On The Waterfront; AJ Neste’s Pro Surf Shot Strategies Page 2
In Tahiti the USA Surf Team took second place and everyone was clamoring for photos. "The year before the USA team had been beaten by Switzerland, a country that doesn't even have an ocean. So second place was big deal and I was one of the few photographers there, so all the magazines started asking for photos."
Which made Mike Gerard realize how important it was to have a photographer
with the team. He asked AJ to be the team's staff photographer. AJ accepted
and it's the job he holds today. "I'm on retainer as staff
photographer, and I travel with the team and go to all the competitions. I can
also submit my photos to magazines. It's a dream come true. I've
been to Tahiti, Portugal, Brazil...and I'm going to France in May."
Another important lesson learned from the donkey days contributes to AJ's success. "Just to be myself," he says. "What I saw was my father not just taking photographs, but walking up to Darryl Strawberry and shaking hands and saying, `What's going on?' and sitting down with him. The players would relax around him, and they'd forget he was a photographer and they'd become friends, and then he'd get great images. My dad also worked for HBO for a long time and photographed for The Sopranos. James Gandolfini is a friend. I'm completely comfortable around everyone, so when I'm around high-profile surfers, I'm not fazed. I become their friend first. Working with the USA Surf Team I see kids come in at 12 and they'll work with the program until they're 18 when they'll want to turn pro. In the past four years I've become friends with some of the best surfers, and when they're pros, I'll have a relationship with them. That's totally my father--besides backgrounds and settings and lighting and what to look for in a photograph, he taught me how to be a good person. That's what made him a great photographer. I learned that if you earn people's trust, images happen."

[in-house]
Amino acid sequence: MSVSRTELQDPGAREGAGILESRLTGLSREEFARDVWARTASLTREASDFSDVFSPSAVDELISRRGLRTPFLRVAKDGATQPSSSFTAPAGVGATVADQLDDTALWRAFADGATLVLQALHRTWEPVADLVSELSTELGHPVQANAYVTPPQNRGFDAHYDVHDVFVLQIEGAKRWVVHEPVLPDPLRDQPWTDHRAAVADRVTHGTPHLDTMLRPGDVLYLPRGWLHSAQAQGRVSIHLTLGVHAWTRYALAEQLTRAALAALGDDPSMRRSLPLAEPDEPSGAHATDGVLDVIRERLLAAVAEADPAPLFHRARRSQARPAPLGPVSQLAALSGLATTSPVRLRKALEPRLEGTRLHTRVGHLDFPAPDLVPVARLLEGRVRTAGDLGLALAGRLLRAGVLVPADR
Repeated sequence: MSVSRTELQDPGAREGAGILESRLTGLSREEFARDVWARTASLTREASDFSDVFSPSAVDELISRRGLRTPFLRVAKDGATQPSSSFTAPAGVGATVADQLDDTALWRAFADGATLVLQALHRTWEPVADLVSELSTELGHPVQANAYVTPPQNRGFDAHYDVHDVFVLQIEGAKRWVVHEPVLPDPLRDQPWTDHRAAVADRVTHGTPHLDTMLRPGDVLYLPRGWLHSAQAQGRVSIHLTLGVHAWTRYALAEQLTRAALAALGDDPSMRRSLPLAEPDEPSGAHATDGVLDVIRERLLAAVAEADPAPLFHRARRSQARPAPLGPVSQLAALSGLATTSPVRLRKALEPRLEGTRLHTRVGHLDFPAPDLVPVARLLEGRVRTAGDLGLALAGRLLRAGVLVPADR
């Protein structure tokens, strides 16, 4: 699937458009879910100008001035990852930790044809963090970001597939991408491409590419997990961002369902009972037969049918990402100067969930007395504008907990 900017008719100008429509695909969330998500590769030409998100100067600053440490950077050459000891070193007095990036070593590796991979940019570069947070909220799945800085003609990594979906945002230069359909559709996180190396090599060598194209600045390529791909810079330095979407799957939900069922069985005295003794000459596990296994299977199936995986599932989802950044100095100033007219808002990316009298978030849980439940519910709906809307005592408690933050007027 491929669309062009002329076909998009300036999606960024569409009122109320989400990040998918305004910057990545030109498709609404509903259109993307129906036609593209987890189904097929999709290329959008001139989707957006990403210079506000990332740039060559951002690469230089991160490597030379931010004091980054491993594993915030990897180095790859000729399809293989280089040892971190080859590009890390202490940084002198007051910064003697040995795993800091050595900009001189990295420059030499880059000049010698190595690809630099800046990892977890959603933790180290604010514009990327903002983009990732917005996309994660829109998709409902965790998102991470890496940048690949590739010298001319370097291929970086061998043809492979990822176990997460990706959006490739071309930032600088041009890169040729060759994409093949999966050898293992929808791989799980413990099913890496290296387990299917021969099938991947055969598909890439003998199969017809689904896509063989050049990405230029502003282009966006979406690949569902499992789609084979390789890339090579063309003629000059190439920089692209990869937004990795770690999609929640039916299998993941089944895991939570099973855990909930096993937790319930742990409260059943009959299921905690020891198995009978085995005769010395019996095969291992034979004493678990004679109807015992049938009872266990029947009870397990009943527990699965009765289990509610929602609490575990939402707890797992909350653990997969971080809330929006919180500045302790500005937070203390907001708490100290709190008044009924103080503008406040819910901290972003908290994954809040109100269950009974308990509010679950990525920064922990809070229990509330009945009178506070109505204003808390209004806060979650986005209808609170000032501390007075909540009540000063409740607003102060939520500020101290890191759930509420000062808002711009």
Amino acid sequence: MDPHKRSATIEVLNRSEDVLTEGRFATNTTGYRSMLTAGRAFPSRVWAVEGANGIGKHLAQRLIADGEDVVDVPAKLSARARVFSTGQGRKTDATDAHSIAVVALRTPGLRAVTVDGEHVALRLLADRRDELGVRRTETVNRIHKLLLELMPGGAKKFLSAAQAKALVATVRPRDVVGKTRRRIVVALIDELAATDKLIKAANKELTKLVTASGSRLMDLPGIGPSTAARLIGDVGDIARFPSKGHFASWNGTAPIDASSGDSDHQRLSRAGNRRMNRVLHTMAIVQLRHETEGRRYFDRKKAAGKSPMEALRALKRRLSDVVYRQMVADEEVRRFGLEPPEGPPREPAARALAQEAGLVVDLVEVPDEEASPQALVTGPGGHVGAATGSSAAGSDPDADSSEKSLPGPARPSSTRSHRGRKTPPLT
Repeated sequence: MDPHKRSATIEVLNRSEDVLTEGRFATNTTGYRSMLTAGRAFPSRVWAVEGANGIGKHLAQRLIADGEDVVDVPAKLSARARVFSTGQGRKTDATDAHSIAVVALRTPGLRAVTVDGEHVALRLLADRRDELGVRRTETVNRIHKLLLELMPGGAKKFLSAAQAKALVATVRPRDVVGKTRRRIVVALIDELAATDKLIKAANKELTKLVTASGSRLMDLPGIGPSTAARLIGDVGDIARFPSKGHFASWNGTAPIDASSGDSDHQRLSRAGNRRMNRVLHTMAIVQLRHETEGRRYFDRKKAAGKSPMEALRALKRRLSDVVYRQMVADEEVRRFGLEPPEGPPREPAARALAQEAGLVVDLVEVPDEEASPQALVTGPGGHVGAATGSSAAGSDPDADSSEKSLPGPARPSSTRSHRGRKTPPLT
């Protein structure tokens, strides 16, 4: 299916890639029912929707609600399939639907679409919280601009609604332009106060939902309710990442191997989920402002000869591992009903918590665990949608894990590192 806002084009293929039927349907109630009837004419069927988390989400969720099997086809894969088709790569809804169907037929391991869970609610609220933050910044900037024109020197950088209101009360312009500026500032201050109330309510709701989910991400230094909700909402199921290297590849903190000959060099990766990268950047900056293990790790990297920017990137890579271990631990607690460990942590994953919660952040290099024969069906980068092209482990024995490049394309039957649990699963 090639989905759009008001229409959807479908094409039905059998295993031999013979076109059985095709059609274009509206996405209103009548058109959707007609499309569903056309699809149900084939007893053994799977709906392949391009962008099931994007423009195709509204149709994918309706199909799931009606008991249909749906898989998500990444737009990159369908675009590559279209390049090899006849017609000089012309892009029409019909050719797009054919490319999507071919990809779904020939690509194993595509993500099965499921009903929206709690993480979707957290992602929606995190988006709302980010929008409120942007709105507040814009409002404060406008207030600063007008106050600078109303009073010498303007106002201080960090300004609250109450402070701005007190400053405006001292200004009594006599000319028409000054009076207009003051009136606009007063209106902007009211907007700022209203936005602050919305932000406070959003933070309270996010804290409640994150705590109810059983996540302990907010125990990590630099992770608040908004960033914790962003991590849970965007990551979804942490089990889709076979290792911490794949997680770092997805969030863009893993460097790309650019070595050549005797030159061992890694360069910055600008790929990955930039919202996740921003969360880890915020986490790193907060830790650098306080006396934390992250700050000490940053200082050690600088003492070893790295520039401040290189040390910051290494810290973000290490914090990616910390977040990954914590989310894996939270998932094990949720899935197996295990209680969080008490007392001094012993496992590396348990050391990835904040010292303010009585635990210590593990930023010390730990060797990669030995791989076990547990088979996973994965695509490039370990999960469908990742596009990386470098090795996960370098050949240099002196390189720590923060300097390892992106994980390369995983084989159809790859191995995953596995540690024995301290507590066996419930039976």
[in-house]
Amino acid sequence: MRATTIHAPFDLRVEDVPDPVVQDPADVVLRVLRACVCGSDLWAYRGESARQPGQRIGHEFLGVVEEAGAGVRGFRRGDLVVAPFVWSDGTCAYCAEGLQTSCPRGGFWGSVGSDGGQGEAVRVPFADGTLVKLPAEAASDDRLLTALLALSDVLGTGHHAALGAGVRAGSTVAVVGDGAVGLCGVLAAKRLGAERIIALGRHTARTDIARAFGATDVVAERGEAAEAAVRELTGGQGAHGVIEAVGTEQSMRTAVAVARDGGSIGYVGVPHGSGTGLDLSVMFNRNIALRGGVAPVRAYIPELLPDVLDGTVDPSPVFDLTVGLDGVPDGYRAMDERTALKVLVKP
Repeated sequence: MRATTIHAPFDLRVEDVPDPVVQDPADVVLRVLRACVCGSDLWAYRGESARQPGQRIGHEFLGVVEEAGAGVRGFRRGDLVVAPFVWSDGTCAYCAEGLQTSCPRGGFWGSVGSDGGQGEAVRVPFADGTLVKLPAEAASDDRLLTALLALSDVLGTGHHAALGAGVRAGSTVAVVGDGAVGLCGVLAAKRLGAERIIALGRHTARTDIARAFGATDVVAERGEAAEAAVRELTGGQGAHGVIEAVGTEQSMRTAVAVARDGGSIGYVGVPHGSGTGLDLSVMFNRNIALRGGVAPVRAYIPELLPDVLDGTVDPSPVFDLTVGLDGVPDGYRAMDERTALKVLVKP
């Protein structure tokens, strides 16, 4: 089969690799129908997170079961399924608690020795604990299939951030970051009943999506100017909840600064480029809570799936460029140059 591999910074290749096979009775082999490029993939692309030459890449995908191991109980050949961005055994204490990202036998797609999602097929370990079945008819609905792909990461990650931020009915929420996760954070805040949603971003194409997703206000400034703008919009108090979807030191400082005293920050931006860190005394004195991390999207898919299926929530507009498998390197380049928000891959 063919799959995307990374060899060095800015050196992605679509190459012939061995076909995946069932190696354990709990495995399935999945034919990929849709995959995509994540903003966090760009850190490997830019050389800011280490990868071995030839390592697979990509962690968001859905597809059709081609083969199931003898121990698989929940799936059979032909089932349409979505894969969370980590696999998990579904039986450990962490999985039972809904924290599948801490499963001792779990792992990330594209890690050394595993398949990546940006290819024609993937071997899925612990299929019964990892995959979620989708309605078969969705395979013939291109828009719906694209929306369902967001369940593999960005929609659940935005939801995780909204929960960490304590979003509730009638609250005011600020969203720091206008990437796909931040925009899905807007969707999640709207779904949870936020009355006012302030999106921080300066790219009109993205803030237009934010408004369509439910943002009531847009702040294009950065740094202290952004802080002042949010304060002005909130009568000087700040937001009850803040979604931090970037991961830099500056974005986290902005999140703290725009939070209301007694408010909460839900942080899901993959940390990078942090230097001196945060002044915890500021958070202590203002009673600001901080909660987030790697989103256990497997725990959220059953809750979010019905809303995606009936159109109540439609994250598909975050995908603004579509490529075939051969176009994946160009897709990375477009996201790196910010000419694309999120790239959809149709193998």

By getting to know the surfers, AJ has the opportunity to work with them over
a period of time, and that pays off in the photographs. "When I see them
about to catch a wave I know what they're going to do with it,"
he says. And that's an important edge, because the results of surf photography
are largely in the hands of the nature gods and the waves and light they serve
up. "The conditions are never the same," AJ says, "so the
surfers are what you know and what you focus on."
Technically, AJ relies heavily on the automation of the gear. "Again, with surf photography, everything is constantly changing--the light, because clouds move in and out, and even the color of the ocean. It's hard to keep up with manually, so I put a lot of my trust in TV mode [Canon's shutter priority] setting. Nothing below 1/1000 is basically my setting."
AJ shoots mostly from the beach, where he's known as "the guy
with the monopod," though he recently went into the water and swam out
to shoot with his camera in a waterproof housing. He's also shot from
a boat on occasion.
Taking care of the gear is a constant concern. "You can't exactly keep it out of harm's way," he says. "I have to clean the equipment every day after shooting; it gets so corroded. You look at some surf photographers' lenses and they're eaten up."
It's likely that AJ's future will be influenced by interests that extend beyond the shoreline. "I like to hang out with surfers who do more than just surf and go home," he says. "They learn about the places and the people; some are devoted to helping, to building houses and working with charities." He can envision a time in which photojournalism plays a bigger role in his life. "Photography has helped me grow, has opened doors for me. My main interest now is to explore. I want to get involved with cultures and people's lives and with documenting what I find."
And what about his love of surfing? "These days," he says with a laugh, "I get to surf only when the lighting gets bad."
To see more of AJ's photos, visit his website at www.ajneste.com.